Tony Jardine and Sean Moriarty successfully completed their pre-Rally Norway preparations by bringing their Subaru Norway supplied Impreza to the finish line of the Sigdal Rally on Saturday.
Jardine and Moriarty, a journalist with Motorsport News, are returning to the scene of one of their greatest achievements by contesting Rally Norway, the second round of the World Rally Championship next month. The media duo used this weekend's Norwegian National Rally Championship season opener as a warm up event. The pairing have also previously steered a ProSpeed Motorsport prepared Ford Fiesta ST to third in class in Rally Norway two years ago but decided to up the ante considerably this year by using a four-wheel drive Impreza.
Although Jardine has considerable snow-driving experience it is 14 years since he drove a four-wheel drive car on ice and this prompted the extra preparation for next month's event.
The Sigdal Rally was also the opening round of the new for 2008 Subaru Cup and the media paring were able to gauge their performance against some of the most experienced ice drivers in the world including rising start Andreas Mikkelsen who went on to finish third overall, and top Subaru driver, in the demanding six-stage event.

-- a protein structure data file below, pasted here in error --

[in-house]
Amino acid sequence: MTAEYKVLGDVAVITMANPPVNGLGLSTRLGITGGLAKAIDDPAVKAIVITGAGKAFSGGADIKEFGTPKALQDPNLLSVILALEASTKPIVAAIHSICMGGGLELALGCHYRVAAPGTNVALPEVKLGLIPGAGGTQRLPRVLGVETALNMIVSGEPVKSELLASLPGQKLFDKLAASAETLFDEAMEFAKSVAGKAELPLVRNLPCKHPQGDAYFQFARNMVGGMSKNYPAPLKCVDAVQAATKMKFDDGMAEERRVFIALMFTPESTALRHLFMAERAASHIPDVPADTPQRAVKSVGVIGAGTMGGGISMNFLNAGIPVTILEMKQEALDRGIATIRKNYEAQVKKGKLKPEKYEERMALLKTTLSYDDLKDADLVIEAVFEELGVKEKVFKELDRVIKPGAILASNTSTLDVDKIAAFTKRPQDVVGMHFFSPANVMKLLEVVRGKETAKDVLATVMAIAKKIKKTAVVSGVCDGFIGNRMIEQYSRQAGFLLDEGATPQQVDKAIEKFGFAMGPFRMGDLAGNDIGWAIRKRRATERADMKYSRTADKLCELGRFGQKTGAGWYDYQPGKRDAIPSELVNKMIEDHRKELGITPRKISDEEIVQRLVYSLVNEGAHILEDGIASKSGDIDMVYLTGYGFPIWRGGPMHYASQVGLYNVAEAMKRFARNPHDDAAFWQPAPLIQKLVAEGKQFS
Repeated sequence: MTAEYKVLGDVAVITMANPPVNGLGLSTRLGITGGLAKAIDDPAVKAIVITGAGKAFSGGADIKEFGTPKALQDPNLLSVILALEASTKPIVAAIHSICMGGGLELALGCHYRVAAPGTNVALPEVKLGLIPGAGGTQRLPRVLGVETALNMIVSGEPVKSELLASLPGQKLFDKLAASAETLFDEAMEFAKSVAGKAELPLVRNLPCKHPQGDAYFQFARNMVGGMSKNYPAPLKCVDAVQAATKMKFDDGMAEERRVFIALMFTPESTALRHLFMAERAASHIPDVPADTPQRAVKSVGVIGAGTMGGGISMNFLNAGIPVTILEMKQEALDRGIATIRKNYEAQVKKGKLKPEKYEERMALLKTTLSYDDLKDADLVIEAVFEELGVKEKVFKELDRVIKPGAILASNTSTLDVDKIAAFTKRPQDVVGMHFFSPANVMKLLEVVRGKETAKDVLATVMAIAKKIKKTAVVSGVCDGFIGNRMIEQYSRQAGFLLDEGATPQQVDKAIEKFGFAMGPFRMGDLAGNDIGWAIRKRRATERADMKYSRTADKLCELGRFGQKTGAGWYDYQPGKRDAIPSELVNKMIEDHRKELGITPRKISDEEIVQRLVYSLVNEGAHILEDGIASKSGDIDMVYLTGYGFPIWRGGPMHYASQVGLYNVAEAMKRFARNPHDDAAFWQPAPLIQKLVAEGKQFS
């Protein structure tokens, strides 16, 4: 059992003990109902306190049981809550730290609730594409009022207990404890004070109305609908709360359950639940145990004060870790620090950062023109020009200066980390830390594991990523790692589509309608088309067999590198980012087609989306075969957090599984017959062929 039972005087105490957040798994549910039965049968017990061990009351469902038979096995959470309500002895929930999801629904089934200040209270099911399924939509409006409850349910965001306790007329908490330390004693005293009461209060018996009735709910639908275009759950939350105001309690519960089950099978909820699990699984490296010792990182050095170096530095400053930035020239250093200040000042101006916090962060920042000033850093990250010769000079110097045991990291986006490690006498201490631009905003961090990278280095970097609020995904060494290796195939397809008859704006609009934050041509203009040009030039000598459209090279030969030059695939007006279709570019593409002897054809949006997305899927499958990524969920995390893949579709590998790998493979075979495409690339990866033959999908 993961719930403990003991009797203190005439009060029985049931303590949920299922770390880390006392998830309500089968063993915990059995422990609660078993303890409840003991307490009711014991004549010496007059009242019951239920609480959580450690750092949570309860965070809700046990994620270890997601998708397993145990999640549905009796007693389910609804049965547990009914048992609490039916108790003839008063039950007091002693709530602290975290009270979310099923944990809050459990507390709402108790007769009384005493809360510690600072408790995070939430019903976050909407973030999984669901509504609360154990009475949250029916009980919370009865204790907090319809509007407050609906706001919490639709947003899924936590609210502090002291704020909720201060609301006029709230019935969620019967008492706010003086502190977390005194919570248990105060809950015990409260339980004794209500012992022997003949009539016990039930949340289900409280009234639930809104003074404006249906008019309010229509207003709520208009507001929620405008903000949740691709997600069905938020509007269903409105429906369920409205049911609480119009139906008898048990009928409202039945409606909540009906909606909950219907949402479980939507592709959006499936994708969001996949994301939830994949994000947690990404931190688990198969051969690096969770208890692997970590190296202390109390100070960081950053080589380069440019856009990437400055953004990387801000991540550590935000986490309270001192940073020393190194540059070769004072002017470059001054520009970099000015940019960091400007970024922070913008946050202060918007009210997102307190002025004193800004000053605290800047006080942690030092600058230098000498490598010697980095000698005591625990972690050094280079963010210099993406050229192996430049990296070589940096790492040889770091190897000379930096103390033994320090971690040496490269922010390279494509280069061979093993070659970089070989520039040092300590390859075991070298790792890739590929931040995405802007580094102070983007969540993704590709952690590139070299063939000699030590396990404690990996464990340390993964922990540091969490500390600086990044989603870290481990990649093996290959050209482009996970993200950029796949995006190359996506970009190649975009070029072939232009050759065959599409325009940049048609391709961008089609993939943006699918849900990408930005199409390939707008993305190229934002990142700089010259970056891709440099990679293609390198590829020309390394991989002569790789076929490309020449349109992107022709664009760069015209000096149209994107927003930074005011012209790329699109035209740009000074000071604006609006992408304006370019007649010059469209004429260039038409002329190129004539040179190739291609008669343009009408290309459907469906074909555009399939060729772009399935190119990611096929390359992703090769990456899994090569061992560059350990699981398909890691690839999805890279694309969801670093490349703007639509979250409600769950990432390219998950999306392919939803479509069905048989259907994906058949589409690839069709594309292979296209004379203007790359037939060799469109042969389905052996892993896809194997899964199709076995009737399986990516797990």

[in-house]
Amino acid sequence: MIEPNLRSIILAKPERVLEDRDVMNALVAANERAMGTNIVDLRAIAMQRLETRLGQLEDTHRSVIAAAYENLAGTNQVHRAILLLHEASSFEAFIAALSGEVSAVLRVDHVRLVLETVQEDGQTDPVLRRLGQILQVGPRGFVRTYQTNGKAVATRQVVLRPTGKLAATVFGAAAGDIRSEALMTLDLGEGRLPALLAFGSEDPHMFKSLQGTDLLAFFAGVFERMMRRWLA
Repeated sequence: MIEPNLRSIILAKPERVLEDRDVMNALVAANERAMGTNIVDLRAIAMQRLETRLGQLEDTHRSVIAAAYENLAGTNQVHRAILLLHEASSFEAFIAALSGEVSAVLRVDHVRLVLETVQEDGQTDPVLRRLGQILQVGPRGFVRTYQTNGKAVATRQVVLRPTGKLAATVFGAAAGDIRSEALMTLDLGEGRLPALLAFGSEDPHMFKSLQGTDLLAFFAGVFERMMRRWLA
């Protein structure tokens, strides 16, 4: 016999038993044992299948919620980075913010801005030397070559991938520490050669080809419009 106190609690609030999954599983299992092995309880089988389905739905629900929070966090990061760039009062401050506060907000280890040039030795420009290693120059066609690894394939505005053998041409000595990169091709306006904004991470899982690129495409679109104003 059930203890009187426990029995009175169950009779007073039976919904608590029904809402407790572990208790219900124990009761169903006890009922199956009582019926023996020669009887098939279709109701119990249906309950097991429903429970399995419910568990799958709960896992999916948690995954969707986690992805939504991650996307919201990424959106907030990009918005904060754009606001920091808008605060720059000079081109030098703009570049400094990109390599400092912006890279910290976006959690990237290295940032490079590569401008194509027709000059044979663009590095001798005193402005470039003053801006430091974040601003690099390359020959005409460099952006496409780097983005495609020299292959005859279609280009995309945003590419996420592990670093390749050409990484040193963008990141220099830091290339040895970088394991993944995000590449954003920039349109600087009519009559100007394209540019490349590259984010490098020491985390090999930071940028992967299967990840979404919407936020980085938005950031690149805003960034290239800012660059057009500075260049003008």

A solid 51st overall and 25th in Group N out of over 130 starters was their reward despite battling temperatures as low as minus 13 and ice covered roads in the majestic winter wonderland of the Scandinavian country. They survived a challenging 100km route, high in the mountains near Sigdal, where merely reaching the finish on the frozen roads would have been an achievement in itself.
If that was not enough of a challenge, Jardine had to completely revise his driving style in an effort to master driving a complex four-wheel-drive turbo-charged car in the arctic conditions.
"Scandinavian drivers are experts at using their left foot to brake and slow the car while simultaneously keeping the power down with their right foot and still have the time to change gear," said the Sky Sports presenter.
"This is the only way to drive a car like the Impreza on snow and ice so it was a difficult learning curve for me. Despite nearly 30 years of competition experience this was my first time trying this technique and while it was difficult at the start, by the end of the rally I was getting much better at it."
Jardine employed the services of rally legend John Haugland, who runs the Winter Rally School near Geilo in central Norway, to help him come to terms with the new driving style.